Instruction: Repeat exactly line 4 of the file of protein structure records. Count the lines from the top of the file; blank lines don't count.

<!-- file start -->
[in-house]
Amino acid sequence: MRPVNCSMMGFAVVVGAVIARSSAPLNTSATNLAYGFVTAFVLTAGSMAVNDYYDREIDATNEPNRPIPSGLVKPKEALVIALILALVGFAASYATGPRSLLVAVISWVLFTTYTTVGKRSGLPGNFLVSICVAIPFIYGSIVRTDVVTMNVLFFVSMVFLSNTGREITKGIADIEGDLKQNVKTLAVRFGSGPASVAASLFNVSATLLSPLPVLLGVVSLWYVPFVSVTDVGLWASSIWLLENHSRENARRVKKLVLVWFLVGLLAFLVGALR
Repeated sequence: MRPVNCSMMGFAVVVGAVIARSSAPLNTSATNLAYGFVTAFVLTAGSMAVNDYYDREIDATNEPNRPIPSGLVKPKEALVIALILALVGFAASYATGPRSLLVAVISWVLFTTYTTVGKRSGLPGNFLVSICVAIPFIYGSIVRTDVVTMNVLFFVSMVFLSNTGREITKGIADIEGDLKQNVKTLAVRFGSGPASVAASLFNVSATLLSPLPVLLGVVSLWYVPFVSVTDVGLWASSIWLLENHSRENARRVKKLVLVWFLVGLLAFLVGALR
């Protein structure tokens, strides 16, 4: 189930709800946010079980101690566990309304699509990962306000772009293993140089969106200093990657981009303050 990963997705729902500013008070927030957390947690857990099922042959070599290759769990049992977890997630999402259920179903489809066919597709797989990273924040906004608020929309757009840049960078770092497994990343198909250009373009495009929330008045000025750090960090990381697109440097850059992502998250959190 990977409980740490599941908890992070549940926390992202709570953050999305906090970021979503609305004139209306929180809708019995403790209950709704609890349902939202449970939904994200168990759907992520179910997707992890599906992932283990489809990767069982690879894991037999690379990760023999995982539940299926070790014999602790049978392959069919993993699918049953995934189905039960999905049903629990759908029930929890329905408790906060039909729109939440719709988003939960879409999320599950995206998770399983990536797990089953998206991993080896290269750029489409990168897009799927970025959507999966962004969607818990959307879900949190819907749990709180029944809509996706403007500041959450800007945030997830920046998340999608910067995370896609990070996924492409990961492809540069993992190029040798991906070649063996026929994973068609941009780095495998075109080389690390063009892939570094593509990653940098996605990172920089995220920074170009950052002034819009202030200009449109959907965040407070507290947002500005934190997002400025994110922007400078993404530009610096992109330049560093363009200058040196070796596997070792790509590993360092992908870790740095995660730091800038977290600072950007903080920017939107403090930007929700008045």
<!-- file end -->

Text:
């Protein structure tokens, strides 16, 4: 189930709800946010079980101690566990309304699509990962306000772009293993140089969106200093990657981009303050 990963997705729902500013008070927030957390947690857990099922042959070599290759769990049992977890997630999402259920179903489809066919597709797989990273924040906004608020929309757009840049960078770092497994990343198909250009373009495009929330008045000025750090960090990381697109440097850059992502998250959190 990977409980740490599941908890992070549940926390992202709570953050999305906090970021979503609305004139209306929180809708019995403790209950709704609890349902939202449970939904994200168990759907992520179910997707992890599906992932283990489809990767069982690879894991037999690379990760023999995982539940299926070790014999602790049978392959069919993993699918049953995934189905039960999905049903629990759908029930929890329905408790906060039909729109939440719709988003939960879409999320599950995206998770399983990536797990089953998206991993080896290269750029489409990168897009799927970025959507999966962004969607818990959307879900949190819907749990709180029944809509996706403007500041959450800007945030997830920046998340999608910067995370896609990070996924492409990961492809540069993992190029040798991906070649063996026929994973068609941009780095495998075109080389690390063009892939570094593509990653940098996605990172920089995220920074170009950052002034819009202030200009449109959907965040407070507290947002500005934190997002400025994110922007400078993404530009610096992109330049560093363009200058040196070796596997070792790509590993360092992908870790740095995660730091800038977290600072950007903080920017939107403090930007929700008045």